(Mediation – Stripping Yourself of Preconceptions and Implicit Biases)
Mediators are called “neutrals.” Almost every article or standard you read about the role of a mediator mentions that mediators must be impartial. It is also often discussed that mediators must not be prejudiced or biased (even implicitly), or that mediators must be without pre-conceptions. Just what does all this mean, and what can mediators do to assure they are meeting these requirements?
Every mediator comes to the process with a lifetime of experiences, and often with decades of experience with legal disputes. Mediators may themselves have been a party to a dispute. Attorney mediators may have spent much of their careers representing only defendants, or only plaintiffs, and may therefore have an inherent distrust of the opposing side. A person who has daughters may be particularly sympathetic to female plaintiffs. A person who is disabled, or is close to someone who is disabled, may be particularly sympathetic to disabled plaintiffs. A person who has owned their own business may be sympathetic to businesses which have been sued. A person who has been wrongly accused, in litigation or elsewhere, may be sympathetic toward defendants. A person could even be prejudiced against or biased in favor of someone based on such seemingly arbitrary things such as the color of their hair or their height.
The Model Standards of Conduct for Mediators (which is a joint publication of the American Arbitration Association and the Association for Conflict Resolution) provides the following guidance on this topic:
- A. A mediator shall decline a mediation if the mediator cannot conduct it in an impartial manner. Impartiality means freedom from favoritism, bias or prejudice.
- B. A mediator shall conduct a mediation in an impartial manner and avoid conduct that gives the appearance of partiality.
- 1. A mediator should not act with partiality or prejudice based on any participant’s personal characteristics, background, values and beliefs, or performance at a mediation, or any other reason. . . .
- C. If at any time a mediator is unable to conduct a mediation in an impartial manner, the mediator shall withdraw.
[Model Standards of Conduct for Mediators, 2005, Standard II.] The first sentence, “A mediator shall decline a mediation if the mediator cannot conduct it in an impartial manner,” sounds easy enough. But the second sentence defines impartiality as “freedom from favoritism, bias or prejudice.” Can anyone be truly and completely free of these things? And where do preconceptions fit in? Shouldn’t mediators be free of those as well? Studies have shown that when asked to picture an American, most people envision a white male. [Banaji, Mahzari &AnthonyG. Greenwald (2013) Blind Spot: Hidden Biases of Good People, New York, NY: Bantam, p. 83.] Does this mean all these people are sexist and racist? Surely not, but it does mean we all have preconceptions. Although there are many female judges these days on courts at every level, when picturing a judge, don’t the majority of people still picture a man in a black robe – not a woman? In the early days of my legal career, I was sometimes mistaken for the court reporter. I had a male secretary for a few years, and callers would sometimes refuse to speak with me and insist on speaking with “Mr. Rhodes.” Most of these people were probably not actually prejudiced against women attorneys, but they had a preconception that in a male/female situation, the man would be the attorney and the woman would be in the support position.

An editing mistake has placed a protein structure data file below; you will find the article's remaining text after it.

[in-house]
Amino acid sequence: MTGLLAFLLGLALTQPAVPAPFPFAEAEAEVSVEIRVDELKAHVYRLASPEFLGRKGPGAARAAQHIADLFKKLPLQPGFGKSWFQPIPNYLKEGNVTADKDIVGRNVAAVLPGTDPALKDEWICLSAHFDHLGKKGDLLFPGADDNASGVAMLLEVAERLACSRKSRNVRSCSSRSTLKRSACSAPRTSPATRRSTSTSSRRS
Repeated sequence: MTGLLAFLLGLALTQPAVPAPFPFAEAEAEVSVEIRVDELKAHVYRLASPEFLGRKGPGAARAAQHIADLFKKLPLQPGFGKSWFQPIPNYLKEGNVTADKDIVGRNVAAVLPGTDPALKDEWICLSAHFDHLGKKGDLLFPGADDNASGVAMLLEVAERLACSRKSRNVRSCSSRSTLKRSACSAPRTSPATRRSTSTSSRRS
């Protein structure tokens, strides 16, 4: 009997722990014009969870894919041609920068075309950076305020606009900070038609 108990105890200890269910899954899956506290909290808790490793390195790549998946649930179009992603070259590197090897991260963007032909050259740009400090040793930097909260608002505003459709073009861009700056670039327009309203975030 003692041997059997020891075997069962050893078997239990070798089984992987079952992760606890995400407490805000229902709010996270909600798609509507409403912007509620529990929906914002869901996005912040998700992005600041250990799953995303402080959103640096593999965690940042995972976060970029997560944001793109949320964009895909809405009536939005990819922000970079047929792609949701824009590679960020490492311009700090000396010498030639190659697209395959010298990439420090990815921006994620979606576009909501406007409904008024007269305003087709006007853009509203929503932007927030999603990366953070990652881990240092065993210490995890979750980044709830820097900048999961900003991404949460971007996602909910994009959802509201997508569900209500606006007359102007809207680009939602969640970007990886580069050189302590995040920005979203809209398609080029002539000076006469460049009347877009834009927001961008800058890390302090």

Our brains are not blank slates, and we would not be much good to people if they were. It is our years of experience which make us skilled at what we do. Unfortunately, by-products of all that experience include preconceptions and implicit biases. (An implicit bias occurs automatically and unintentionally, but nevertheless affects judgments, decisions, and behaviors.) We must do our best to strip our minds of biases, prejudices, and preconceptions. We must be especially vigilant in searching for implicit biases within our own thinking and stamping them out.